It is of fundamental importance for pathologists to recognize Hodgkin-like ATLL in order not to misdiagnose this entity with Hodgkin lymphoma since the treatment and prognosis of these diseases are quite distinct. Moreover, in endemic areas it is important to search for HTLV-1 infection in patients with an unexplained prolonged lymphocytosis that may represent the first manifestation of ATLL.

Conflicts of interest

The authors declare no conflicts of interest.


This study was supported by Conselho Nacional de Pesquisa (CNPq) and Fundacao de Apoio a Pesquisa do Estado da Bahia (FAPESB).


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(4.) Yagi T, Ishikawa J, Aono N, et al. Epstein-Barr virus-associated post-transplant lymphoproliferative disorders after allogeneic peripheral blood stem cell transplantation for Hodgkin-like adult T-cell leukemia/lymphoma. Int J Hematol. 2012;95:214-6.

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(6.) Nicolae A, Pittaluga S, Venkataraman G, et al. Peripheral T-cell lymphomas of follicular T-helper cell derivation with Hodgkin/Reed-Sternberg cells of B-cell lineage: both EBV-positive and EBV-negative variants exist. Am J Surg Pathol. 2013;37:816-26.

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(9.) Eberle FC, Song JY, Xi L, et al. Nodal involvement by cutaneous CD30-positive T-cell lymphoma mimicking classical Hodgkin lymphoma. Am J Surg Pathol. 2012;36:716-25.

(10.) Ikeda S, Momita S, Kinoshita K, et al. Clinical course of human T-lymphotropic virus type I carriers with molecularly detectable monoclonal proliferation of T lymphocytes: defining a low- and high-risk population. Blood. 1993;82:2017-24.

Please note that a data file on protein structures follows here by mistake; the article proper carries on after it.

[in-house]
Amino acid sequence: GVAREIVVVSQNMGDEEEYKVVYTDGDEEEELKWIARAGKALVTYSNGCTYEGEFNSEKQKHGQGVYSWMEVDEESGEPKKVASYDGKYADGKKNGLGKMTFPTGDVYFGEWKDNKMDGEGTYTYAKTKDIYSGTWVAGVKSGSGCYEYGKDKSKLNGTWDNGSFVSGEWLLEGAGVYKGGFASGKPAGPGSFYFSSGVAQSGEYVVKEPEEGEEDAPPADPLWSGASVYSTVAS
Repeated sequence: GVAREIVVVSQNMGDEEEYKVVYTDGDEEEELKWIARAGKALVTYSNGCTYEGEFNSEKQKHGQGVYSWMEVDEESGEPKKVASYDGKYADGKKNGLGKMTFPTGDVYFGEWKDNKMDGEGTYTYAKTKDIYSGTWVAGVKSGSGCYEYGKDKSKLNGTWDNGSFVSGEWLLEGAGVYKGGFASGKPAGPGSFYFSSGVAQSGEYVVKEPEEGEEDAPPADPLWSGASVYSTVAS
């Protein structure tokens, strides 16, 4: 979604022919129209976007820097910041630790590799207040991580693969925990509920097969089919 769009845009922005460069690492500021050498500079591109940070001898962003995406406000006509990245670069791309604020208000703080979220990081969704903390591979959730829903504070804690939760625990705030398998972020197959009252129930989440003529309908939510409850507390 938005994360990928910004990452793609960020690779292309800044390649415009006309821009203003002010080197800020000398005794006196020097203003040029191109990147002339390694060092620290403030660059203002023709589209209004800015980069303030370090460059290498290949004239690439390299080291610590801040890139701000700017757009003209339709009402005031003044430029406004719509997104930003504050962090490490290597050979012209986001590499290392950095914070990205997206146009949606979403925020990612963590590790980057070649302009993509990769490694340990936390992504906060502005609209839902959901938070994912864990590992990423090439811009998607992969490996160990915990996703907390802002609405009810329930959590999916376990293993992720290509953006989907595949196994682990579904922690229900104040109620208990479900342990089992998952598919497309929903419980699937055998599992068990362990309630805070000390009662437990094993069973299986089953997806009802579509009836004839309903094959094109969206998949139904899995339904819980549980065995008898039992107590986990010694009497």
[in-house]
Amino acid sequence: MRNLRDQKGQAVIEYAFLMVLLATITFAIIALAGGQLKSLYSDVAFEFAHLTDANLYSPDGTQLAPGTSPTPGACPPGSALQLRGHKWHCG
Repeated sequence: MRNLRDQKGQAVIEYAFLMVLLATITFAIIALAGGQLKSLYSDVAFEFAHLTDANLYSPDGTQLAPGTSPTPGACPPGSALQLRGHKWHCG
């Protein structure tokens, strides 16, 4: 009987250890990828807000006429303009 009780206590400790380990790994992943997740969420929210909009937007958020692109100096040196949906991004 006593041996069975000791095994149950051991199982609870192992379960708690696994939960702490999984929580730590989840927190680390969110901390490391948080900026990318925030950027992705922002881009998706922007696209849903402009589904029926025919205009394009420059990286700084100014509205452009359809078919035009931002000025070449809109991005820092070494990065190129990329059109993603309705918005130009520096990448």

(11.) Bittencourt AL, Oliveira PD, Bittencourt VG, et al. Adult T-cell leukemia/lymphoma triggered by adalimumab. J Clin Virol. 2013;58:494-6.

(12.) Carvalho EM, Bacellar O, Porto AF, et al. Cytokine profile and immunomodulation in asymptomatic human T-lymphotropic virus type 1-infected blood donors. J AIDS. 2001;27:1-6.

(13.) Bastos de LM, Santos SB, Souza A, et al. Influence of HTLV-1 on the clinical, microbiologic and immunologic presentation of tuberculosis. BMC Infect Dis. 2012;12:199-226.

(14.) Bittencourt AL, Vieira GM, Brites CR, et al. Adult T-cell leukemia/lymphoma in Bahia, Brazil: analysis of prognostic factors in a group of 70 patients. Am J Clin Pathol. 2007;128:875-82.

(15.) Bazarbachi A, Plumelle Y, Ramos CJ, et al. Meta-analysis on the use of zidovudine and interferon-alfa in adult T-cell leukemia/lymphoma showing improved survival in the leukemic subtypes. J Clin Oncol. 2010;28:4177-83.

Achilea L. Bittencourt (a,*), Agnes Carvalho Andrade (a), Cristiane Requiao (b), Maria da Gloria Bomfim Arruda (b), Iguaracyra Araujo (a)

(a) Universidade Federal da Bahia, Hospital Universitario Professor Edgard Santos, Departmento de Patologia, Salvador, BA, Brazil (b) Universidade Federal da Bahia, Hospital Universitario Professor Edgard Santos, Departmento de Medicina Interna, Salvador, BA, Brazil

(*) Corresponding author.

E-mail address: (A.L. Bittencourt).


Article history:

Received 28 June 2016

Accepted 8 September 2016

Available online 24 October 2016


Adult T-cell leukemia/lymphoma

HTLV-1 infection

Pulmonary tuberculosis

Hodgkin-like ATLL
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Title Annotation:Case report
Author:Bittencourt, Achilea L.; Andrade, Agnes Carvalho; Requiao, Cristiane; da Gloria Bomfim Arruda, Maria
Publication:The Brazilian Journal of Infectious Diseases
Article Type:Report
Date:Jan 1, 2017